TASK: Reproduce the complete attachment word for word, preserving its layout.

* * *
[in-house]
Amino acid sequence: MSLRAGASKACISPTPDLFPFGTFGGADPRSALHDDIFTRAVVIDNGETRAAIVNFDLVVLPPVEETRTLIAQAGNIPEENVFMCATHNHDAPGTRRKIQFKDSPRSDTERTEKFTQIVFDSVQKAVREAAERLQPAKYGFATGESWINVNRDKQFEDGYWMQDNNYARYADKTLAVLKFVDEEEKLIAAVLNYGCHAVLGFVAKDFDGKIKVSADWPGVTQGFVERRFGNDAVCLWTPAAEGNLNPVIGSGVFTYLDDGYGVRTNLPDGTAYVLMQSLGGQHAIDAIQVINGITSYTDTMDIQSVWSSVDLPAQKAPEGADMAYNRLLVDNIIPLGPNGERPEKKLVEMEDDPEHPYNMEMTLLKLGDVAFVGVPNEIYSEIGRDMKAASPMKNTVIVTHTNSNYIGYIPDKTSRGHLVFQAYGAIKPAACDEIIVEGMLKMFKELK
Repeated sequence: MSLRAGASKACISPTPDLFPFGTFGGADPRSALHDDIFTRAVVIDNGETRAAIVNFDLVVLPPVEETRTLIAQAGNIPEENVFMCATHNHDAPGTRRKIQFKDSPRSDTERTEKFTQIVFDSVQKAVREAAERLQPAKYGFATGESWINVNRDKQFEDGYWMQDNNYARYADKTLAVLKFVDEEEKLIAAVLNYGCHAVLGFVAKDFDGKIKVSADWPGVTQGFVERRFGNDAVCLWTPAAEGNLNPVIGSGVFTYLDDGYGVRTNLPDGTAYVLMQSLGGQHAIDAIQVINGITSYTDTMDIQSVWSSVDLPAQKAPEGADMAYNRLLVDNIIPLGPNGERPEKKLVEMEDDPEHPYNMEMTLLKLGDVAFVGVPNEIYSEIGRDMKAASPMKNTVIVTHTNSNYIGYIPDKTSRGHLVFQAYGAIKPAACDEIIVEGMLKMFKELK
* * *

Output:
[in-house]
Amino acid sequence: MSLRAGASKACISPTPDLFPFGTFGGADPRSALHDDIFTRAVVIDNGETRAAIVNFDLVVLPPVEETRTLIAQAGNIPEENVFMCATHNHDAPGTRRKIQFKDSPRSDTERTEKFTQIVFDSVQKAVREAAERLQPAKYGFATGESWINVNRDKQFEDGYWMQDNNYARYADKTLAVLKFVDEEEKLIAAVLNYGCHAVLGFVAKDFDGKIKVSADWPGVTQGFVERRFGNDAVCLWTPAAEGNLNPVIGSGVFTYLDDGYGVRTNLPDGTAYVLMQSLGGQHAIDAIQVINGITSYTDTMDIQSVWSSVDLPAQKAPEGADMAYNRLLVDNIIPLGPNGERPEKKLVEMEDDPEHPYNMEMTLLKLGDVAFVGVPNEIYSEIGRDMKAASPMKNTVIVTHTNSNYIGYIPDKTSRGHLVFQAYGAIKPAACDEIIVEGMLKMFKELK
Repeated sequence: MSLRAGASKACISPTPDLFPFGTFGGADPRSALHDDIFTRAVVIDNGETRAAIVNFDLVVLPPVEETRTLIAQAGNIPEENVFMCATHNHDAPGTRRKIQFKDSPRSDTERTEKFTQIVFDSVQKAVREAAERLQPAKYGFATGESWINVNRDKQFEDGYWMQDNNYARYADKTLAVLKFVDEEEKLIAAVLNYGCHAVLGFVAKDFDGKIKVSADWPGVTQGFVERRFGNDAVCLWTPAAEGNLNPVIGSGVFTYLDDGYGVRTNLPDGTAYVLMQSLGGQHAIDAIQVINGITSYTDTMDIQSVWSSVDLPAQKAPEGADMAYNRLLVDNIIPLGPNGERPEKKLVEMEDDPEHPYNMEMTLLKLGDVAFVGVPNEIYSEIGRDMKAASPMKNTVIVTHTNSNYIGYIPDKTSRGHLVFQAYGAIKPAACDEIIVEGMLKMFKELK